Are you traveling to Paris? That is the only place I know with a per diem even close to $133/day
Are you traveling to Paris? That is the only place I know with a per diem even close to $133/day.
Any ideas what that limit is. I will be over 48,000 by years end.
We have discussed this issue with the IRS and the following summarizes the IRS comments on the one-year rule and taxable per diem.
• One year does not necessarily mean 365 consecutive days.
• Interruptions generally do not start the clock over again on the one-year rule unless they are significant (significant was not defined, but IRS rulings indicate seasonal shutdowns are not considered significant).
• The one-year rule requires the employer to look at the total time spent at the "temporary" location. If an assignment to a location is expected to last more than one year, or actually lasts longer than one year, then any per diem paid at this "temporary" location is considered compensation. The one-year rule applies beginning with the date the employer determines the assignment will exceed one year. Also, the IRS looks at “location” broadly and encompasses a general vicinity (generally a 50 mile radius).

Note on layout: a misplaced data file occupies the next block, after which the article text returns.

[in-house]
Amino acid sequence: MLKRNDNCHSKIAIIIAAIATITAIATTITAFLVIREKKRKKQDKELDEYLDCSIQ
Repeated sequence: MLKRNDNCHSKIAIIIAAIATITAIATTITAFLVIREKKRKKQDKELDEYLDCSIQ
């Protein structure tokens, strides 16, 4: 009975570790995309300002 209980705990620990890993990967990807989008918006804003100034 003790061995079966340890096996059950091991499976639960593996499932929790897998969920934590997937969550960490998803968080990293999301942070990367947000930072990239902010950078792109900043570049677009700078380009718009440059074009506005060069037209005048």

• The remoteness of the duty assignment does not change the application of the one-year rule.
• The fact the employee may be incurring duplicate lodging expenses does not change the rule. The IRS has long ruled that duplicate expenses have no bearing on the determination of the tax home.
• With regards to seasonal employees, if the employee is assigned to the same general location two years in a row, or would otherwise meet the one-year rule, per diem paid would be considered compensation.
• The employer essentially has an obligation to determine the employee's tax home.